As he tells us in his delightful patter of show-biz anecdotes, this veteran of the British stage comes from a long line of actors dating to 1809. He first met Coward when he was 10 years old. The encounter occurred backstage in the dressing room of Standing's mother, Kay Hammond, who created the role of Elvira in "Blithe Spirit" in 1941 and played it again on screen four years later. Standing then delivers a drop-dead impersonation of the Master. But his performance is no impersonation. The actor inhabits this material as masterfully as he did Elyot in Coward's "Private Lives," which I saw in 1974 in a pre-Broadway tour opposite Maggie Smith, or Tobias in Edward Albee's "A Delicate Balance," which I caught in the West End in 1998, opposite Smith and Eileen Atkins.
Standing's 16-song program borrows heavily from the repertoire Coward performed in his signature 1950s Vegas stints. Comedy songs predominate, possibly because the self-effacing performer doesn't think much of his singing voice (I believe the word "dreadful" was employed at one point). He's wrong. While his light high baritone may not be at its best sustaining long notes, he more than compensates in his affecting delivery of three Coward classics—"You Were There," "Someday I'll Find You," and "I'll See You Again"—which he imbues with the ideal mixture of longing, rue, and wistfulness to musical director Stuart Barr's sensitive accompaniment. I longed to hear "London Pride" or perhaps "Matelot."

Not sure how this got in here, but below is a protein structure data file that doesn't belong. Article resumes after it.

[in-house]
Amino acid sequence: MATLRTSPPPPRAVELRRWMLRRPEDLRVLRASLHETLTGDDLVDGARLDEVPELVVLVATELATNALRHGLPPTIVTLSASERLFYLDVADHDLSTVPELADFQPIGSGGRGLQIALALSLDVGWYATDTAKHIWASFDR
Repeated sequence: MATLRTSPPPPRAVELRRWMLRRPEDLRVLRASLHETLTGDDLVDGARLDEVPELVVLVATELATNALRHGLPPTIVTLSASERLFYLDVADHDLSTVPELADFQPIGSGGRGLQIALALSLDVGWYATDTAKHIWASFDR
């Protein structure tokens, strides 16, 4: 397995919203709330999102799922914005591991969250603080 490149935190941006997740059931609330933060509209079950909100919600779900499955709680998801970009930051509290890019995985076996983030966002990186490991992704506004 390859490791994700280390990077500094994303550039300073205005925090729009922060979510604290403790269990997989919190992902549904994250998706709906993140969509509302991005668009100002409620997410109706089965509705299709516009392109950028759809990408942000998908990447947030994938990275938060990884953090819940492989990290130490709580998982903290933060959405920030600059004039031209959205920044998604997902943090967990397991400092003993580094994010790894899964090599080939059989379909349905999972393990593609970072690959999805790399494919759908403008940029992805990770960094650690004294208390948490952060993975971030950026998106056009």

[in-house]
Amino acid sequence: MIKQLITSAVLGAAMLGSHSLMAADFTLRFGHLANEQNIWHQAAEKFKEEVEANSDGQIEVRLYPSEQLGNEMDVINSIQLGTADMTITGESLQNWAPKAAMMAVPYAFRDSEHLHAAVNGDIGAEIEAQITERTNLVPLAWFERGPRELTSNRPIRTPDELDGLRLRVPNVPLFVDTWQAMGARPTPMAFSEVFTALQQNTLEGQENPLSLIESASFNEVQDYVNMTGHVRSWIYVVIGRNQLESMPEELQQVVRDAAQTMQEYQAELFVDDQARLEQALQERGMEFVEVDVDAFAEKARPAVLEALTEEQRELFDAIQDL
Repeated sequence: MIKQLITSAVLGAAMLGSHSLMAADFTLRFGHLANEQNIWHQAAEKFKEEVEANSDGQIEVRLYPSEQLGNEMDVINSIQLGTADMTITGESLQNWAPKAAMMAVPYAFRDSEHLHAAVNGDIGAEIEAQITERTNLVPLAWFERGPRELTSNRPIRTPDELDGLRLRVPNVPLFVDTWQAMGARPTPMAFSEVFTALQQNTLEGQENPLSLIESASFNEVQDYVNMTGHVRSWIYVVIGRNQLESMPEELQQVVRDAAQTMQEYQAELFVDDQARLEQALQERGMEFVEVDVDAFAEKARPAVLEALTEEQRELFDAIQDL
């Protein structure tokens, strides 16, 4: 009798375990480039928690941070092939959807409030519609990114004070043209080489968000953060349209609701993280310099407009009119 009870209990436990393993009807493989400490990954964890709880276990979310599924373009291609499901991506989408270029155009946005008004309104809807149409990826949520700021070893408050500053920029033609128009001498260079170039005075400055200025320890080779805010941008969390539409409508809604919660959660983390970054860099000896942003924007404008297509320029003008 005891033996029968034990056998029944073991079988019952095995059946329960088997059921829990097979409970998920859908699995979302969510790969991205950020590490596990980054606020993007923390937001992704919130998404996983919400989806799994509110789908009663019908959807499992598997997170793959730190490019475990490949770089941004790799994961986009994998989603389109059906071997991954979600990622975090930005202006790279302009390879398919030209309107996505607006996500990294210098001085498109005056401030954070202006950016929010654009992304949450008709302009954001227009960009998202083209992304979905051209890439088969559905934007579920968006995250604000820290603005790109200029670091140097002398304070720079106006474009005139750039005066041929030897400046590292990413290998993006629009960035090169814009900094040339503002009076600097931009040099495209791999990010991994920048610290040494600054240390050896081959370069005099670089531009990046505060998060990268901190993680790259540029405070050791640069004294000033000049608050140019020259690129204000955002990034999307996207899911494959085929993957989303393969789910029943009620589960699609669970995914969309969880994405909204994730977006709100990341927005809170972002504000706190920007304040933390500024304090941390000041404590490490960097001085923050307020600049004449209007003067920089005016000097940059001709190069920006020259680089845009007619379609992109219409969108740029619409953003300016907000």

As for the comic songs, they come willy nilly in happy profusion, each one characterized precisely and hilariously. Whether steaming with increasing frustration in "Don't Put Your Daughter on the Stage, Mrs. Worthington" or suffused with libidinous glee in "A Bar on the Piccolo Marina," Standing rivets his audience's attention and lands every laugh in sight. You know at once you are in good hands from his opener, "I've Been to a Marvelous Party," which is spoken sans accompaniment to devastating effect. It's hard to single out favorites, but I'll have to go with "The Stately Homes of England," which he makes into a biting indictment of Britain's feckless upper classes, and his enthusiastically pitch-black "There Are Bad Times Just Around the Corner," sadly more relevant today than ever.
As the current Roundabout Theatre Company production of "Present Laughter" demonstrates, the further we get from Coward's era, the harder it is for artists to know the most effective way to deliver his idiosyncratic material. For Standing, it's second nature, in his bones. You can sit at the Carlyle bar for $45. Any actor who hopes to play Coward should avail himself of this teaching opportunity. Everybody else should go just for the sheer joy of it.
Presented by and at Café Carlyle, 33 E. 76th St., NYC. Feb. 23–March 6. Tue.–Sat., 8:45 p.m. (212) 744-1600 or www.thecarlyle.com.